The Cuban Missile Crisis
Summary Record of the 12th Meeting of the Executive Committee of the National Security Council


Washington, October 29, 1962, 6:30 p.m.

Secretary Rusk reported on developments during the day in New York. The Soviet position on inspection, as stated by Kuznetsov, is that the Russians are willing to have the International Red Cross officials inspect all cargoes going to Cuba to ensure that no arms at all are taken to Cuba. The Red Cross officials could inspect cargoes at sea from non-U.S. ships or from the wharves in Cuban ports. The Russians would not permit on-site inspection until all Soviet missiles are removed. Kuznetsov hinted that the missile removal operation would take about a week. (See attached cable.)(1)

Secretary Rusk said that if there was to be no inspection on the ground, air reconnaissance became crucial. He indicated that the Russians might not object to our overflights. He said that U Thant had asked Stevenson how long we wanted the inspection to go on. Permanent inspection would be difficult, but inspection limited to a period of weeks would be easier. He said the Russians were prepared to accept UN inspectors in Cuba.

The President said he approved of the plan to have Red Cross officials inspect all ships from Bloc ports. He also agreed to suspend the quarantine for two days during the visit of the Acting Secretary General to Havana.

Secretary McNamara reported that a Soviet ship, listing its cargo as wheat, but carrying unidentified crates, was about 300 miles off Cuba. Admiral Anderson wanted to stop this ship, but it had been decided not to stop it.

General Taylor commented that what we are asking the Russians to do is to dismantle their missiles immediately. Mr. Bundy added that our request did not include dismantling the SAM sites.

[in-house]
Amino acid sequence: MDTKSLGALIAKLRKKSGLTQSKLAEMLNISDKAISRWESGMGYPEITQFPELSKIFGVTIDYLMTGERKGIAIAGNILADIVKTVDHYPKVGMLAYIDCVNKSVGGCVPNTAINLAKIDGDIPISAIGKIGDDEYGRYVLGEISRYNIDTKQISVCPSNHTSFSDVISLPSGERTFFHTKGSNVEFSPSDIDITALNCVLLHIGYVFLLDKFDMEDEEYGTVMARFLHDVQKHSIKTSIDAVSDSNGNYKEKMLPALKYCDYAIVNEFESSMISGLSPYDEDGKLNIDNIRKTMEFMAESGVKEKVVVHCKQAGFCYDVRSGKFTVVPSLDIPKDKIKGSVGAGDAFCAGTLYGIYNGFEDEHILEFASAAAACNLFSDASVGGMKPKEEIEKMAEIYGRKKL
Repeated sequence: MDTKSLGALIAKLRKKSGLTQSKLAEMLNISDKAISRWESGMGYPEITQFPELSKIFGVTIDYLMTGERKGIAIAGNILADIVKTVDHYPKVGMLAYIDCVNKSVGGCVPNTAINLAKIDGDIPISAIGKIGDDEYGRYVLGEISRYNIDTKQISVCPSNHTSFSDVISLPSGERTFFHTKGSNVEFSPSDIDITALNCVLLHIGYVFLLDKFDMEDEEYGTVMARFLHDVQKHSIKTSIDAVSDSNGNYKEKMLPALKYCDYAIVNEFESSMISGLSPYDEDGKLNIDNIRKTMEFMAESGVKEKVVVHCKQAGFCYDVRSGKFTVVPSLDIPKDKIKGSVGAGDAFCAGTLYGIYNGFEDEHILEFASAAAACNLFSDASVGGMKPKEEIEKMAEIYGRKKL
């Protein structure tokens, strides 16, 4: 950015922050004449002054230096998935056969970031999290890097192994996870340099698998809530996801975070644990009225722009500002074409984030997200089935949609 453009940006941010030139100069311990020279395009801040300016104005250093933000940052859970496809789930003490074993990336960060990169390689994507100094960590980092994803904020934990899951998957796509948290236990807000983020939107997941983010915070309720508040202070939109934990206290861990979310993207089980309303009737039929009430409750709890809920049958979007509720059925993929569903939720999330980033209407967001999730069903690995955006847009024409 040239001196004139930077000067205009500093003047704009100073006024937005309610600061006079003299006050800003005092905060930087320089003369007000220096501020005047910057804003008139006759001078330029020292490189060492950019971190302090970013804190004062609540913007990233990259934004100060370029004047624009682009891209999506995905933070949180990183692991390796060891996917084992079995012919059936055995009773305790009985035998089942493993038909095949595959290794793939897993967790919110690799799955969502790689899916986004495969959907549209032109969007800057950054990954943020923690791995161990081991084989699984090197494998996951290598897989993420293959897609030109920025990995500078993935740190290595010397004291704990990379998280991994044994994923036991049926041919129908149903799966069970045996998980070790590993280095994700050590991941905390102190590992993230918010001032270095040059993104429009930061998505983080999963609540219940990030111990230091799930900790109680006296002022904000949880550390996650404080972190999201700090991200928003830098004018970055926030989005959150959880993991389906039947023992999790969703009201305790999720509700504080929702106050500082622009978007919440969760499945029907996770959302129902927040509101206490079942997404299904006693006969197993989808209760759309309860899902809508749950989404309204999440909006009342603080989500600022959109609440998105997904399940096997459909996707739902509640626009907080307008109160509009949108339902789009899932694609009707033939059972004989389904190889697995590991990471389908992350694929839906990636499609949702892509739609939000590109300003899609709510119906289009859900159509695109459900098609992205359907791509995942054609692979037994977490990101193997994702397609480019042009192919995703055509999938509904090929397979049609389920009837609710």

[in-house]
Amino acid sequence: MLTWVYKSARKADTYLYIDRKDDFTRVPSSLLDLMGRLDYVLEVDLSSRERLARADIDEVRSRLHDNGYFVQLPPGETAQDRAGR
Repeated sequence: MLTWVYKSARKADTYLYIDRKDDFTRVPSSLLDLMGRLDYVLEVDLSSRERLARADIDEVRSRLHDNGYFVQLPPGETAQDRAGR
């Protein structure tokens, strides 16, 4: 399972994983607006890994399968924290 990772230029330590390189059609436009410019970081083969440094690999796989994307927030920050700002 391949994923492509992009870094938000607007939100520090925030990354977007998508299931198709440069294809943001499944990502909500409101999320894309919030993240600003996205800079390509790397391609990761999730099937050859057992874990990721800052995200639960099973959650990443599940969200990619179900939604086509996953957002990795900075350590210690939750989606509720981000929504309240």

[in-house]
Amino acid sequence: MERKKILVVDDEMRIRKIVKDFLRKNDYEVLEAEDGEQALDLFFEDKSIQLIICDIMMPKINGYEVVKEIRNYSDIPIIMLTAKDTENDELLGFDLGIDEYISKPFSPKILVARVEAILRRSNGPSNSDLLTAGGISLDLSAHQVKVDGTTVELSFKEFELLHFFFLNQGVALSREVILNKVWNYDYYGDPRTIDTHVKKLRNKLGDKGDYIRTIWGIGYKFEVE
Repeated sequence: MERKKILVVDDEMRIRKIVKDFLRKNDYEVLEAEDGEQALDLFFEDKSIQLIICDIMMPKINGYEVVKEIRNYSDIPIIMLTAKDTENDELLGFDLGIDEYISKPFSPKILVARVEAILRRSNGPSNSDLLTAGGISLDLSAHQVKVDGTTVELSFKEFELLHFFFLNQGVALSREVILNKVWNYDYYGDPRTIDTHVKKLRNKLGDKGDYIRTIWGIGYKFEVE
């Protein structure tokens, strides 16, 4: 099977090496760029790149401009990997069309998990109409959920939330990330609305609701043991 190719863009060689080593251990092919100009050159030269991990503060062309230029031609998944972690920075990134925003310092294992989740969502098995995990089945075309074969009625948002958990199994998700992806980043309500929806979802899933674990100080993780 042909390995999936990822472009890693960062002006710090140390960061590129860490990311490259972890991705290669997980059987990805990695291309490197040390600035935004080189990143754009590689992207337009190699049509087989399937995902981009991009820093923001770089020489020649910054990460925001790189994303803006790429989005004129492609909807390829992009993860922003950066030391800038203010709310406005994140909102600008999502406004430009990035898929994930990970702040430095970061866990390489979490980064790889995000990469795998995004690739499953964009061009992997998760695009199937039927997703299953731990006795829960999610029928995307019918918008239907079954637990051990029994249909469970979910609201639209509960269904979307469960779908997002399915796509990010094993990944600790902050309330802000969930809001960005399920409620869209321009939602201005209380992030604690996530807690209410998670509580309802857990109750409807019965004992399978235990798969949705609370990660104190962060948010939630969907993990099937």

The President returned to the question of air reconnaissance. He agreed that surveillance should be done in the least provocative way, but we must continue to maintain surveillance until a satisfactory UN system is in place. He said he thought we should tell Mr. McCloy in New York of our plans, but no public announcement should be made. He agreed that no reconnaissance flights would be flown tomorrow or Wednesday.(2) He asked that a study be prepared for him as to what we consider a satisfactory inspection system.

Secretary McNamara said that if we were to have no on-site inspection in Cuba, we must have high- and low-level reconnaissance.

The President asked whether it would be possible for us to obtain pictures of the outgoing Soviet ships. He asked Secretary Rusk to make clear to our officials in New York that we must continue aerial reconnaissance unless the UN takes over this task.

Secretary Rusk commented that the political situation, as it had developed during the day, appeared to support the belief that Khrushchev's deal is still on, but if pictures from today's reconnaissance mission reveal that the nose cones are on the missiles in Cuba, then we will face a most difficult decision.

Bromley Smith(3)

1 Document 112. Back

2 October 31. Back

3 Printed from a copy that bears this typed signature. Back

Source: Kennedy Library, National Security Files, Meetings and Memoranda Series, Executive Committee, Vol. II, Meetings, 11-16. Top Secret; Sensitive. The Record of Action for this meeting (ibid.) is in the Supplement.

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